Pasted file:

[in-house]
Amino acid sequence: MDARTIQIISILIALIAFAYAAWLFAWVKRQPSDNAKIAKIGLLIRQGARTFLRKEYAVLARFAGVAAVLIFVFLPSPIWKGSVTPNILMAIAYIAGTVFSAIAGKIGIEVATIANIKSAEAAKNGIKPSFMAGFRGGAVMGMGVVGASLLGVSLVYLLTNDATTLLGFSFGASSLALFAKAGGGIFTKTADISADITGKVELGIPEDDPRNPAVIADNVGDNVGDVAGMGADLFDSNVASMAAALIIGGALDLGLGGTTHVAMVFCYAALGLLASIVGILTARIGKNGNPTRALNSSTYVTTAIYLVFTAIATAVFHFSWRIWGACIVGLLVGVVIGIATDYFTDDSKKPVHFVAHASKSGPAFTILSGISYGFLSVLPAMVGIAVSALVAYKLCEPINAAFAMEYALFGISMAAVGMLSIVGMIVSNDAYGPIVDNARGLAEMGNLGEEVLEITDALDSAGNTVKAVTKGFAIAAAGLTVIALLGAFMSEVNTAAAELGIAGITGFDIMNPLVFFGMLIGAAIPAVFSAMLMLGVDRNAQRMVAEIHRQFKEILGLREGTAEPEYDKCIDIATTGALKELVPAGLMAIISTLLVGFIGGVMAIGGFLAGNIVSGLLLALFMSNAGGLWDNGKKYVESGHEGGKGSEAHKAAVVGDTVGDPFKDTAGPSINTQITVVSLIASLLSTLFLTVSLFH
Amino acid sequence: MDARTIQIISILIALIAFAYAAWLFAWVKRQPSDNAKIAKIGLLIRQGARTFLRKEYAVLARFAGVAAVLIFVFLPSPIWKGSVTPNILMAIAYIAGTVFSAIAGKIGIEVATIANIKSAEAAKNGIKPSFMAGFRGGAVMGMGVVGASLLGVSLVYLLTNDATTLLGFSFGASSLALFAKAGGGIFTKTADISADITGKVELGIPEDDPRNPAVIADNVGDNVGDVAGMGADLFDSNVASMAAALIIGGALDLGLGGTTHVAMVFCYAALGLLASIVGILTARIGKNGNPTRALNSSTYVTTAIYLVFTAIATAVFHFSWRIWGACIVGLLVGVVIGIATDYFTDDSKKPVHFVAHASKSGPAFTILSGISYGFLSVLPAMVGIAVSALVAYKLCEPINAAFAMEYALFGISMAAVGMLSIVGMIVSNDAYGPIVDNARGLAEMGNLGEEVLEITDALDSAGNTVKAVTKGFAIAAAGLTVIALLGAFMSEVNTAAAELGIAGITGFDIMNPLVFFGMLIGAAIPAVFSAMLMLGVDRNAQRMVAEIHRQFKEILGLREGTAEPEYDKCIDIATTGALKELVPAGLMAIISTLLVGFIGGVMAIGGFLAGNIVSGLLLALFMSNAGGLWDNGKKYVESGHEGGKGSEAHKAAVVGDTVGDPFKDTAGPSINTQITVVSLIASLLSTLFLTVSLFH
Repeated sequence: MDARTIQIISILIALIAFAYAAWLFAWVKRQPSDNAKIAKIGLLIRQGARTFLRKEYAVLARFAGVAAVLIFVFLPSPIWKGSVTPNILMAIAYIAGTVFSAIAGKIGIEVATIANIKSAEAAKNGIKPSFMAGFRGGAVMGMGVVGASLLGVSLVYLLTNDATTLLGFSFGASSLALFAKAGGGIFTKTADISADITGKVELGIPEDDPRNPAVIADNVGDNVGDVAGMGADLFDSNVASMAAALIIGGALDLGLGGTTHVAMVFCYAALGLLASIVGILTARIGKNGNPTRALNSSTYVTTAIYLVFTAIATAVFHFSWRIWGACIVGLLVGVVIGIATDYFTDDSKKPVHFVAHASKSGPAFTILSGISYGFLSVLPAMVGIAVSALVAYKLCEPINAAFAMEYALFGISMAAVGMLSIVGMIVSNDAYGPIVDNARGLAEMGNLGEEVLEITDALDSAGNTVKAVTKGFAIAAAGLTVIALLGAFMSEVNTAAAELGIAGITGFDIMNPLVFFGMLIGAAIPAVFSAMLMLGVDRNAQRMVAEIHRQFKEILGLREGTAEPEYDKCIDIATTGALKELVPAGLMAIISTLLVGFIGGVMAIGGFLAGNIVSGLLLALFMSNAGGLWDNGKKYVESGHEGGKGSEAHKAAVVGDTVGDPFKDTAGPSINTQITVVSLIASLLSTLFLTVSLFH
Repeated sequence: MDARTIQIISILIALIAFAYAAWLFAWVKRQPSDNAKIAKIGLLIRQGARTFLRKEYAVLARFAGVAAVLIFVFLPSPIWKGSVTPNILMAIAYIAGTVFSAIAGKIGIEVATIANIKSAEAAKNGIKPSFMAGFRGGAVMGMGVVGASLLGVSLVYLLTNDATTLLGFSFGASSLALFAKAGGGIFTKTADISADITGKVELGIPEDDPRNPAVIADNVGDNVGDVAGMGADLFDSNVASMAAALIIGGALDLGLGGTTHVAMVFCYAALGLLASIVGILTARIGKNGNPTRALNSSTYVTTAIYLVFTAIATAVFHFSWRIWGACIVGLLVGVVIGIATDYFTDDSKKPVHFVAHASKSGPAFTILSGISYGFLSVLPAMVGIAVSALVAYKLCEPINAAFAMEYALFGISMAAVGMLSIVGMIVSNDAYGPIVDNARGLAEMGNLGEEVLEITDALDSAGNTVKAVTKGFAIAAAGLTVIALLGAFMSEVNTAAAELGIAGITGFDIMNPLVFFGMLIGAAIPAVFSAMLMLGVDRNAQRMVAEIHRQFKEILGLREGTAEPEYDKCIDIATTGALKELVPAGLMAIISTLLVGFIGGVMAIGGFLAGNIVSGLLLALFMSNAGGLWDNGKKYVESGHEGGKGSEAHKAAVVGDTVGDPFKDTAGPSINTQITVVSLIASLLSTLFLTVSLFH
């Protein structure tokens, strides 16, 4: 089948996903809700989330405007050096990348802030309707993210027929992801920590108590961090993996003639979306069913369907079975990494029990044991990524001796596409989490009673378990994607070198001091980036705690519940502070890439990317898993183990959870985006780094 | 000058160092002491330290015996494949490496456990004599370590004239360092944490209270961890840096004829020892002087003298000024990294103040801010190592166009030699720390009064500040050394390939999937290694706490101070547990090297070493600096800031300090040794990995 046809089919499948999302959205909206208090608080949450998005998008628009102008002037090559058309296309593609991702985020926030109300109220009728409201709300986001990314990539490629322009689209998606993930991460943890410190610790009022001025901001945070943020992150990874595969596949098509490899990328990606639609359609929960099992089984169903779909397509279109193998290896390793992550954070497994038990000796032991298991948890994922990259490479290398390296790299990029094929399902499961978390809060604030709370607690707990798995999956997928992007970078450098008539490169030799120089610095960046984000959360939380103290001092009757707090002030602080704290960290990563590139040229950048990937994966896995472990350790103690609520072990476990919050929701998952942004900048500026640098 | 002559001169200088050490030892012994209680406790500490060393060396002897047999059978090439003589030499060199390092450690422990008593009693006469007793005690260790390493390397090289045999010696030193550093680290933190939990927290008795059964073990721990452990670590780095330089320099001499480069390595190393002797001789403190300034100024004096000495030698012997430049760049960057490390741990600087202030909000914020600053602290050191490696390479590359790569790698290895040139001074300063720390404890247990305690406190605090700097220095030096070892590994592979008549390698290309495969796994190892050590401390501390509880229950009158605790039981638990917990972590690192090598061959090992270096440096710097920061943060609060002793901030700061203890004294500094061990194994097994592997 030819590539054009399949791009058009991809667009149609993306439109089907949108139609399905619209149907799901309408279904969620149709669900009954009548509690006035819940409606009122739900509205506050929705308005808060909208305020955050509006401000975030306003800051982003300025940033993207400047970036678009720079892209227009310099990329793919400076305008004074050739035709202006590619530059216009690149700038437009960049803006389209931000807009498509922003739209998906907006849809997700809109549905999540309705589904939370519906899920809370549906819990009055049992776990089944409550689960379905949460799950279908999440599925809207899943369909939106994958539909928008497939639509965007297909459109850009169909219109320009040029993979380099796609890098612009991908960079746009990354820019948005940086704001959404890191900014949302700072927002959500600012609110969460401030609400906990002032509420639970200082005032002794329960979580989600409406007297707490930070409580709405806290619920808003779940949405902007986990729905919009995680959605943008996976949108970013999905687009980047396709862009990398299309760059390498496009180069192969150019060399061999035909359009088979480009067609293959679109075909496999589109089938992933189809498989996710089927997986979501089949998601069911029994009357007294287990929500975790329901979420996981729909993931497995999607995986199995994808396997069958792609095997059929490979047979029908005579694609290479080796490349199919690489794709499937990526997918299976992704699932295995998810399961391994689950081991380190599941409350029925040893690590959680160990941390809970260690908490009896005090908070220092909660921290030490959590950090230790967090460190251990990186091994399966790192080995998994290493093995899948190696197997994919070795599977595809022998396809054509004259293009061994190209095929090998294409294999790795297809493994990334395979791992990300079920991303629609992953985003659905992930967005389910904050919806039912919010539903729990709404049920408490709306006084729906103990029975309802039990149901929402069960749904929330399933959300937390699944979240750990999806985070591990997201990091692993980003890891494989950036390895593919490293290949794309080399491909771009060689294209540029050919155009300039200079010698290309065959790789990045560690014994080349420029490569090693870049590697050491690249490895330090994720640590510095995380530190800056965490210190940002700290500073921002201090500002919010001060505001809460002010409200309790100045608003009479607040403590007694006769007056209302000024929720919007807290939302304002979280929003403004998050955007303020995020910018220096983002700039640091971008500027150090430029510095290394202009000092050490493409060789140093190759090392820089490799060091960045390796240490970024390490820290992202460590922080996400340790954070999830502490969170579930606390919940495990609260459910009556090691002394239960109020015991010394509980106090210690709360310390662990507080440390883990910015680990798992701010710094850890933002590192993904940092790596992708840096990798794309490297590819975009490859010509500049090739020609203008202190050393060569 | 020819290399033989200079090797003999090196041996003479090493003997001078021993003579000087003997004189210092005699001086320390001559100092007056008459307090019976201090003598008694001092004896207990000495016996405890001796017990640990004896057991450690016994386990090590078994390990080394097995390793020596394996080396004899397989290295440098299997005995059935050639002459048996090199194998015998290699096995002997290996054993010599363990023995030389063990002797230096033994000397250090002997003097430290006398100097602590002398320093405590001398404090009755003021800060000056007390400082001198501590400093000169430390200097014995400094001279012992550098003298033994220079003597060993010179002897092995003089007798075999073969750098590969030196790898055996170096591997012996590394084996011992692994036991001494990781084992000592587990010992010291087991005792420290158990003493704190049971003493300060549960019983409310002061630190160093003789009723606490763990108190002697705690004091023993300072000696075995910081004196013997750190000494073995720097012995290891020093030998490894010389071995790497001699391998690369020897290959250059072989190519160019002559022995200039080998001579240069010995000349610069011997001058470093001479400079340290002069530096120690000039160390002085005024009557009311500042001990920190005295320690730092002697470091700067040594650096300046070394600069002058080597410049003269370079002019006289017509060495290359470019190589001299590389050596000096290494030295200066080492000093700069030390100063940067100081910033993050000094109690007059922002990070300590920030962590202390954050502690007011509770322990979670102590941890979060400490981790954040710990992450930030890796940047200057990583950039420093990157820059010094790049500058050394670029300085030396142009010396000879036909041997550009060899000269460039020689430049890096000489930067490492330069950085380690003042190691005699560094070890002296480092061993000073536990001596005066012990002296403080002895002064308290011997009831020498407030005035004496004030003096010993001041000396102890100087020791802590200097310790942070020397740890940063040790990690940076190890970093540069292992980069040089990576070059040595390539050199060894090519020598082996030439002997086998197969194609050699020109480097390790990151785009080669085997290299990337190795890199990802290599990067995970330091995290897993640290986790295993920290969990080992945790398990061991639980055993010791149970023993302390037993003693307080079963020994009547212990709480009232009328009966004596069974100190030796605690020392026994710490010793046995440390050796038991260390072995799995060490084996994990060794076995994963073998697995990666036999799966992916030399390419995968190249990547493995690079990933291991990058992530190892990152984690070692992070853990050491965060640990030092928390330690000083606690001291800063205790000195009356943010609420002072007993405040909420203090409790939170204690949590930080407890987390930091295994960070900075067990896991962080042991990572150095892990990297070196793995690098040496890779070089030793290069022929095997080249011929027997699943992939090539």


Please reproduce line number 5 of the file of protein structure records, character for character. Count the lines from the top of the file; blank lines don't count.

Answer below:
Repeated sequence: MDARTIQIISILIALIAFAYAAWLFAWVKRQPSDNAKIAKIGLLIRQGARTFLRKEYAVLARFAGVAAVLIFVFLPSPIWKGSVTPNILMAIAYIAGTVFSAIAGKIGIEVATIANIKSAEAAKNGIKPSFMAGFRGGAVMGMGVVGASLLGVSLVYLLTNDATTLLGFSFGASSLALFAKAGGGIFTKTADISADITGKVELGIPEDDPRNPAVIADNVGDNVGDVAGMGADLFDSNVASMAAALIIGGALDLGLGGTTHVAMVFCYAALGLLASIVGILTARIGKNGNPTRALNSSTYVTTAIYLVFTAIATAVFHFSWRIWGACIVGLLVGVVIGIATDYFTDDSKKPVHFVAHASKSGPAFTILSGISYGFLSVLPAMVGIAVSALVAYKLCEPINAAFAMEYALFGISMAAVGMLSIVGMIVSNDAYGPIVDNARGLAEMGNLGEEVLEITDALDSAGNTVKAVTKGFAIAAAGLTVIALLGAFMSEVNTAAAELGIAGITGFDIMNPLVFFGMLIGAAIPAVFSAMLMLGVDRNAQRMVAEIHRQFKEILGLREGTAEPEYDKCIDIATTGALKELVPAGLMAIISTLLVGFIGGVMAIGGFLAGNIVSGLLLALFMSNAGGLWDNGKKYVESGHEGGKGSEAHKAAVVGDTVGDPFKDTAGPSINTQITVVSLIASLLSTLFLTVSLFH